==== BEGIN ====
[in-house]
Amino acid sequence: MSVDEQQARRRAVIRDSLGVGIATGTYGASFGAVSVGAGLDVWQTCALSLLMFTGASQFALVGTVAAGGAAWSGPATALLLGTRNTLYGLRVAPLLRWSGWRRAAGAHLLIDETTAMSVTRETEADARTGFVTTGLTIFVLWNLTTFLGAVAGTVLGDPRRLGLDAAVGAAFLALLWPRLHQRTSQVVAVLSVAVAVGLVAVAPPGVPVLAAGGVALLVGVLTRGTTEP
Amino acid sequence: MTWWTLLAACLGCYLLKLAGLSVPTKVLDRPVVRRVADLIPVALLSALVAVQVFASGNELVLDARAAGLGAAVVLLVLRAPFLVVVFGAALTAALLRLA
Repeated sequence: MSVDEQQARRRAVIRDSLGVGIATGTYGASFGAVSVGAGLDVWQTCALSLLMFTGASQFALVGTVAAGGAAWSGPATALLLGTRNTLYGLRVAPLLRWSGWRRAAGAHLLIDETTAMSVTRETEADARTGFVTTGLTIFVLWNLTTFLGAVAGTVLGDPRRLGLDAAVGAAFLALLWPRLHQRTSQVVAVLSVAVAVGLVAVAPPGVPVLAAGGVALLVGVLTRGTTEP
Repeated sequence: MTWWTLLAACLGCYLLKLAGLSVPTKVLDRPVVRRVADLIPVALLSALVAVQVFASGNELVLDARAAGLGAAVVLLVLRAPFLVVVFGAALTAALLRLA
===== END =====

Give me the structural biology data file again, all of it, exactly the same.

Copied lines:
[in-house]
Amino acid sequence: MSVDEQQARRRAVIRDSLGVGIATGTYGASFGAVSVGAGLDVWQTCALSLLMFTGASQFALVGTVAAGGAAWSGPATALLLGTRNTLYGLRVAPLLRWSGWRRAAGAHLLIDETTAMSVTRETEADARTGFVTTGLTIFVLWNLTTFLGAVAGTVLGDPRRLGLDAAVGAAFLALLWPRLHQRTSQVVAVLSVAVAVGLVAVAPPGVPVLAAGGVALLVGVLTRGTTEP
Amino acid sequence: MTWWTLLAACLGCYLLKLAGLSVPTKVLDRPVVRRVADLIPVALLSALVAVQVFASGNELVLDARAAGLGAAVVLLVLRAPFLVVVFGAALTAALLRLA
Repeated sequence: MSVDEQQARRRAVIRDSLGVGIATGTYGASFGAVSVGAGLDVWQTCALSLLMFTGASQFALVGTVAAGGAAWSGPATALLLGTRNTLYGLRVAPLLRWSGWRRAAGAHLLIDETTAMSVTRETEADARTGFVTTGLTIFVLWNLTTFLGAVAGTVLGDPRRLGLDAAVGAAFLALLWPRLHQRTSQVVAVLSVAVAVGLVAVAPPGVPVLAAGGVALLVGVLTRGTTEP
Repeated sequence: MTWWTLLAACLGCYLLKLAGLSVPTKVLDRPVVRRVADLIPVALLSALVAVQVFASGNELVLDARAAGLGAAVVLLVLRAPFLVVVFGAALTAALLRLA